The Acoustical Studies program at the Peabody Institute is a two-year graduate program, resulting in a Master of Arts degree, which prepares students to work in the specialized and growing fields of architectural acoustic design and consulting, acoustical product design, and audio systems design and integration. The program provides a thorough grounding in acoustics fundamentals, design practices, and advanced analysis applications, to enable graduates to pursue careers in these specialized fields.
The program considers all aspects of the behavior of sound in space and its impact on the human condition, from the classroom, to the concert hall, to the workplace, to the city. As the only graduate program in acoustics situated within a music conservatory [in North America], the program has a specific [but not exclusive] focus on music, and on the design and analysis of spaces for performance, including concert and recital halls, spoken-word theaters, studios for recording and production, and critical listening spaces.
The Acoustical Studies program at the Peabody Institute is dedicated to applied learning and investigation, with outcomes that not only contribute to the broader body of acoustics understanding, but also that serve the city and community, by addressing actual acoustics challenges and conditions. Students will utilize and learn from the various performance, assembly and studio spaces within the Peabody Institute and Johns Hopkins University, but will also spend significant time off site, within the region and beyond, to listen, learn, analyze and apply their developing expertise within a broader context.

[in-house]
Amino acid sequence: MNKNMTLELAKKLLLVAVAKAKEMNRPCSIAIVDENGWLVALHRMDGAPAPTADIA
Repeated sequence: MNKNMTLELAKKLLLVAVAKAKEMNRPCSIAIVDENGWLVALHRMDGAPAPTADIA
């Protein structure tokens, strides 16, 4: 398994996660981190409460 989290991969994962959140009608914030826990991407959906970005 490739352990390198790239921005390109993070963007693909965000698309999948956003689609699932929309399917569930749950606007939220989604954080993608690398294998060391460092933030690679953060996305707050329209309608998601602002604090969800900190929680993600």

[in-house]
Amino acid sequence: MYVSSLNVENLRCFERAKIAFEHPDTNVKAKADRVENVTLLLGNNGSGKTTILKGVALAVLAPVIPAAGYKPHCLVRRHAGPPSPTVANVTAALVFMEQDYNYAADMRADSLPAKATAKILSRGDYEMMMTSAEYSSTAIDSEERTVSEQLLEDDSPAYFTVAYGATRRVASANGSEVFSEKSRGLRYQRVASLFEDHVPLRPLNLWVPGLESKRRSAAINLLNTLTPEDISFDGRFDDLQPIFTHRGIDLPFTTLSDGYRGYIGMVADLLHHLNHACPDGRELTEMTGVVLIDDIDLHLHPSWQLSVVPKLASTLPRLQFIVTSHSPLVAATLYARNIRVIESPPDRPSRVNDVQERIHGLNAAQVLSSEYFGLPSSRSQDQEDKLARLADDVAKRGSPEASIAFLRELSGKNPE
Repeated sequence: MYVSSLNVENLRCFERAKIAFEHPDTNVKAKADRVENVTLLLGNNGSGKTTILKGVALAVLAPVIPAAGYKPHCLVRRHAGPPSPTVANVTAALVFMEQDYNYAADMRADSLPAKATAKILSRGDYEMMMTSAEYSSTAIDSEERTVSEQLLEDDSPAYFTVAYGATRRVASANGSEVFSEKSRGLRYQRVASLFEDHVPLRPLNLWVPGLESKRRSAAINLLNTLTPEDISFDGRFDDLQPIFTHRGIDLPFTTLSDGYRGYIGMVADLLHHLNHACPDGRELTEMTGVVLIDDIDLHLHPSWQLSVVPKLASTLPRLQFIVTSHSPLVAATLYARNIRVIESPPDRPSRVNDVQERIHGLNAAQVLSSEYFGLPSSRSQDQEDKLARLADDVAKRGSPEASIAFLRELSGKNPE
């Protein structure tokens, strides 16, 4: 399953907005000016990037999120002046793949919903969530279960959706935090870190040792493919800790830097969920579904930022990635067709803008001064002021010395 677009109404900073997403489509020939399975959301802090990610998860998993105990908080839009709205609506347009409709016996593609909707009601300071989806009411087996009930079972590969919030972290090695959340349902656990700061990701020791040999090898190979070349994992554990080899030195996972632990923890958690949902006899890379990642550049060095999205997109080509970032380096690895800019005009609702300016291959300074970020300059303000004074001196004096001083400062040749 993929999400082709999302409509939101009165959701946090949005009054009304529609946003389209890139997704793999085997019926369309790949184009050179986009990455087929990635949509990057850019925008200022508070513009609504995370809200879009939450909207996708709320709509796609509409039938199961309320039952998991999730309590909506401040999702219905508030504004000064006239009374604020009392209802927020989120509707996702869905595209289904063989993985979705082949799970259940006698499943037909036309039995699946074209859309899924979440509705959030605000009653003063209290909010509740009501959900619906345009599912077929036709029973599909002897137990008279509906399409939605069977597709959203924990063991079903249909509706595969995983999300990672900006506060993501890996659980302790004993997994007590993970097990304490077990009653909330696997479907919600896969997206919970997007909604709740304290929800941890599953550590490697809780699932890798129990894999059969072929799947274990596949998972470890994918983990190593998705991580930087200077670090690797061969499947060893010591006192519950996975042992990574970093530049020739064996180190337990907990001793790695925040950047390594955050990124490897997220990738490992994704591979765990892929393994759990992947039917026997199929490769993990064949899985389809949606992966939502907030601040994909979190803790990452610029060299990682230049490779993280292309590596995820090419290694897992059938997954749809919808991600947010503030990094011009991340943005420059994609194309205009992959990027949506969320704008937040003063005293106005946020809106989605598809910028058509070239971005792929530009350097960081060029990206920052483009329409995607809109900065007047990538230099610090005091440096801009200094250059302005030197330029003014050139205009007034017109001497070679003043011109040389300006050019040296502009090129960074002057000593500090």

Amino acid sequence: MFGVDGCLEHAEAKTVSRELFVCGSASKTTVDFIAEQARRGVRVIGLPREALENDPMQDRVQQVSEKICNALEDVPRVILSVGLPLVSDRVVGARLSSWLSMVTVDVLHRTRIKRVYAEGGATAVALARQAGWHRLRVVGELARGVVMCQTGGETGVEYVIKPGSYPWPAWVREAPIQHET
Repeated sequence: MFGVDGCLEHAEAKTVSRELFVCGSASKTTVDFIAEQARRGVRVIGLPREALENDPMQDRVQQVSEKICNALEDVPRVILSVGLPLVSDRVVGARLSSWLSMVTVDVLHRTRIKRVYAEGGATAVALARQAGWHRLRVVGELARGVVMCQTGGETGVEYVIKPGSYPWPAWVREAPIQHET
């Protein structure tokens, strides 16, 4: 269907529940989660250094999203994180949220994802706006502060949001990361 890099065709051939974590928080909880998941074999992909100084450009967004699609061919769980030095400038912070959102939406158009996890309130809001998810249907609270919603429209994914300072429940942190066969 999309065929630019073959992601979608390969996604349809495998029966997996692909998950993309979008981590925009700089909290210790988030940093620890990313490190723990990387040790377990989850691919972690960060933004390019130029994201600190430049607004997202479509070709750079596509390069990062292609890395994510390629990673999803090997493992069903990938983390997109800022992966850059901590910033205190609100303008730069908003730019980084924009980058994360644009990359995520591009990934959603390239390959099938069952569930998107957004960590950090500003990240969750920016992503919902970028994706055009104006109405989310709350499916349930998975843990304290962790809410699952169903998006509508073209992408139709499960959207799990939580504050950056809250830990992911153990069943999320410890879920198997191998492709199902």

Audiovisual Systems Design
Acoustical Modeling, Noise Control
Acoustics Graduate Seminar
Ian Bryan Hoffman is an architect, acoustic designer, and educator. He has spent his career committed to examining and understanding the curious interactions of sound and space, specifically as they affect the human experience.
Audio Science and Technology, Consumer Audio
Composer, performer, and sound artist, Bryan Jacobs’ work focuses on interactions between live performers, mechanical instruments, and computers. His pieces are often theatrical in nature, pitting blabber-mouthed fanciful showoffs against timid reluctants.